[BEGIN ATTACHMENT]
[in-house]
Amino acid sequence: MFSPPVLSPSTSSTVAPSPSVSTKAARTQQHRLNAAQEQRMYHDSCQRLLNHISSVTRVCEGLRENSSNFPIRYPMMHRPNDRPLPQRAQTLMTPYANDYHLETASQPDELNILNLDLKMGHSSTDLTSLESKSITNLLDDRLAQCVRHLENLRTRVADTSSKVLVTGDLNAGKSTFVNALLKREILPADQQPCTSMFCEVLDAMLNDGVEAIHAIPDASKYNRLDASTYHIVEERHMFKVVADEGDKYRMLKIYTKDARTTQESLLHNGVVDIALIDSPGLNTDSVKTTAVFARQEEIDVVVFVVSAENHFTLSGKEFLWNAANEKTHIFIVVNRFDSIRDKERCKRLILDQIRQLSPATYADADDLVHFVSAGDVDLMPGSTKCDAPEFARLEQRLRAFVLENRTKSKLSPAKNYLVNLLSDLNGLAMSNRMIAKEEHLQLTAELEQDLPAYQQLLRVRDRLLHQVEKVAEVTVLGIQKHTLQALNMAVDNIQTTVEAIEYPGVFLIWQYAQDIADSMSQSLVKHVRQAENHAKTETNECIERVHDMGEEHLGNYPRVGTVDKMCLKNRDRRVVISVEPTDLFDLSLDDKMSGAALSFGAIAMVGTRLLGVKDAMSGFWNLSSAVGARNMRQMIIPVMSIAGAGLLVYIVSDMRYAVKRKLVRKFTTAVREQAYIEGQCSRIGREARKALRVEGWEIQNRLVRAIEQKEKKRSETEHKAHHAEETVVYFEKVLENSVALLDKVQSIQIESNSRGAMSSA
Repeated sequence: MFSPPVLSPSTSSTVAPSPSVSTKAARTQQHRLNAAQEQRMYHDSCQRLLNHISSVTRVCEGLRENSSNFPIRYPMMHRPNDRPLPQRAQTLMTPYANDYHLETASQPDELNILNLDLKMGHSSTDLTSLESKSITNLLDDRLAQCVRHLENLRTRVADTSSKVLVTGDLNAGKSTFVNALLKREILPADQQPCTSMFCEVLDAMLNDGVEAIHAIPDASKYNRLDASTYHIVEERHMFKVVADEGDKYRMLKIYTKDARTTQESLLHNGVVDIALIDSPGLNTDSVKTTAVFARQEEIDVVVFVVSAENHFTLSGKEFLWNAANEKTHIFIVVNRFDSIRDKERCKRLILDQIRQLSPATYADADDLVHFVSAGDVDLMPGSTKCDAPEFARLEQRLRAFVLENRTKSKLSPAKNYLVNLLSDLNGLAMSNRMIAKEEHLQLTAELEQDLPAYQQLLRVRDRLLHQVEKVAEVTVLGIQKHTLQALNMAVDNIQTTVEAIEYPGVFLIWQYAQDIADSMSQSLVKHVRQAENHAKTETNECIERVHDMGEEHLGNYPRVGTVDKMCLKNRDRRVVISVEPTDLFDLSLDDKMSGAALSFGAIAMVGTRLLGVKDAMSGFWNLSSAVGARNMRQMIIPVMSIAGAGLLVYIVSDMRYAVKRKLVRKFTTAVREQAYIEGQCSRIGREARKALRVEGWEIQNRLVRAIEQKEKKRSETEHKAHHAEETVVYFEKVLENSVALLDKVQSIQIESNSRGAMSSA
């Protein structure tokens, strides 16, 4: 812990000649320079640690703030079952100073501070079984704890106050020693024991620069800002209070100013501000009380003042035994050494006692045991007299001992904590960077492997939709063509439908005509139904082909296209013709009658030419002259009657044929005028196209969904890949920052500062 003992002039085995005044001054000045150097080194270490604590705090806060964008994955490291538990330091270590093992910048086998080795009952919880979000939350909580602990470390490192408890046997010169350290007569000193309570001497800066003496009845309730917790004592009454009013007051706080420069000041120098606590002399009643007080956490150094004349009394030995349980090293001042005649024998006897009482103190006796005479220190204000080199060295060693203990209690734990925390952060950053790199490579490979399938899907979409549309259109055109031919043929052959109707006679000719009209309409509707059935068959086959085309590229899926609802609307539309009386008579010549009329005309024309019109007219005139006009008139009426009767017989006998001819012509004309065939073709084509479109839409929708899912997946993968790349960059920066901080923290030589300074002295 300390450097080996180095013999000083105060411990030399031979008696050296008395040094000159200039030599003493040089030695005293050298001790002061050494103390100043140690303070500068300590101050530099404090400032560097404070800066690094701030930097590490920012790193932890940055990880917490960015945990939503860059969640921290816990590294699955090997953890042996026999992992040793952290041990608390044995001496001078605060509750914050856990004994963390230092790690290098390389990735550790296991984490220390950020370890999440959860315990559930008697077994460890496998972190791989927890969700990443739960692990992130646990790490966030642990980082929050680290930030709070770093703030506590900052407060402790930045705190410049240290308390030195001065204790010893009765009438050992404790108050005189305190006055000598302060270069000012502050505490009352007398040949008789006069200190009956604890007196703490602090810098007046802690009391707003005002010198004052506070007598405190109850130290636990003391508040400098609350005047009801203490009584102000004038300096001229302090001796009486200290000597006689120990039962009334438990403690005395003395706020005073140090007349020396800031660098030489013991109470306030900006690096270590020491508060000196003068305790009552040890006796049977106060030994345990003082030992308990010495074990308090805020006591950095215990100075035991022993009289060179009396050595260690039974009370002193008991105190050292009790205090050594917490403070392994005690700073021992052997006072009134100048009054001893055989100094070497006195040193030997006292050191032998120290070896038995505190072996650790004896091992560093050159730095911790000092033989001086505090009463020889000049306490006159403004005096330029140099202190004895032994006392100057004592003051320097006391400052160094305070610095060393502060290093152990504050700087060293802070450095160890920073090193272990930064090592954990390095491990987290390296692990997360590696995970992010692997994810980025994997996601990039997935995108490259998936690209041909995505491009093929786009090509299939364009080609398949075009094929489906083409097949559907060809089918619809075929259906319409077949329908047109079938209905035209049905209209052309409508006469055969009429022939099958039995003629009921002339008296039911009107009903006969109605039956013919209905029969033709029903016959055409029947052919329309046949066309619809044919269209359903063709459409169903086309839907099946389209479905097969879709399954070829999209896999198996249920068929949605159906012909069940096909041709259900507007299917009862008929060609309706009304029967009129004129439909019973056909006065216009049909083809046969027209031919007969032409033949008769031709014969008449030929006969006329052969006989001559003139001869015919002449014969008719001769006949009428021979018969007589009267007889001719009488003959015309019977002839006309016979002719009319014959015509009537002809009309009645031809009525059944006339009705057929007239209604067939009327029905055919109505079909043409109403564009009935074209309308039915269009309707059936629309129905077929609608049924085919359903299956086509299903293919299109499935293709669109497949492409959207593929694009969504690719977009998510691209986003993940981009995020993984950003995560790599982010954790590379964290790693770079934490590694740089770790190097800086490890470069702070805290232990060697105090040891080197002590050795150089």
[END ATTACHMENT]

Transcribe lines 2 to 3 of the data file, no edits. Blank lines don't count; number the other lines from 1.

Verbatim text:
Amino acid sequence: MFSPPVLSPSTSSTVAPSPSVSTKAARTQQHRLNAAQEQRMYHDSCQRLLNHISSVTRVCEGLRENSSNFPIRYPMMHRPNDRPLPQRAQTLMTPYANDYHLETASQPDELNILNLDLKMGHSSTDLTSLESKSITNLLDDRLAQCVRHLENLRTRVADTSSKVLVTGDLNAGKSTFVNALLKREILPADQQPCTSMFCEVLDAMLNDGVEAIHAIPDASKYNRLDASTYHIVEERHMFKVVADEGDKYRMLKIYTKDARTTQESLLHNGVVDIALIDSPGLNTDSVKTTAVFARQEEIDVVVFVVSAENHFTLSGKEFLWNAANEKTHIFIVVNRFDSIRDKERCKRLILDQIRQLSPATYADADDLVHFVSAGDVDLMPGSTKCDAPEFARLEQRLRAFVLENRTKSKLSPAKNYLVNLLSDLNGLAMSNRMIAKEEHLQLTAELEQDLPAYQQLLRVRDRLLHQVEKVAEVTVLGIQKHTLQALNMAVDNIQTTVEAIEYPGVFLIWQYAQDIADSMSQSLVKHVRQAENHAKTETNECIERVHDMGEEHLGNYPRVGTVDKMCLKNRDRRVVISVEPTDLFDLSLDDKMSGAALSFGAIAMVGTRLLGVKDAMSGFWNLSSAVGARNMRQMIIPVMSIAGAGLLVYIVSDMRYAVKRKLVRKFTTAVREQAYIEGQCSRIGREARKALRVEGWEIQNRLVRAIEQKEKKRSETEHKAHHAEETVVYFEKVLENSVALLDKVQSIQIESNSRGAMSSA
Repeated sequence: MFSPPVLSPSTSSTVAPSPSVSTKAARTQQHRLNAAQEQRMYHDSCQRLLNHISSVTRVCEGLRENSSNFPIRYPMMHRPNDRPLPQRAQTLMTPYANDYHLETASQPDELNILNLDLKMGHSSTDLTSLESKSITNLLDDRLAQCVRHLENLRTRVADTSSKVLVTGDLNAGKSTFVNALLKREILPADQQPCTSMFCEVLDAMLNDGVEAIHAIPDASKYNRLDASTYHIVEERHMFKVVADEGDKYRMLKIYTKDARTTQESLLHNGVVDIALIDSPGLNTDSVKTTAVFARQEEIDVVVFVVSAENHFTLSGKEFLWNAANEKTHIFIVVNRFDSIRDKERCKRLILDQIRQLSPATYADADDLVHFVSAGDVDLMPGSTKCDAPEFARLEQRLRAFVLENRTKSKLSPAKNYLVNLLSDLNGLAMSNRMIAKEEHLQLTAELEQDLPAYQQLLRVRDRLLHQVEKVAEVTVLGIQKHTLQALNMAVDNIQTTVEAIEYPGVFLIWQYAQDIADSMSQSLVKHVRQAENHAKTETNECIERVHDMGEEHLGNYPRVGTVDKMCLKNRDRRVVISVEPTDLFDLSLDDKMSGAALSFGAIAMVGTRLLGVKDAMSGFWNLSSAVGARNMRQMIIPVMSIAGAGLLVYIVSDMRYAVKRKLVRKFTTAVREQAYIEGQCSRIGREARKALRVEGWEIQNRLVRAIEQKEKKRSETEHKAHHAEETVVYFEKVLENSVALLDKVQSIQIESNSRGAMSSA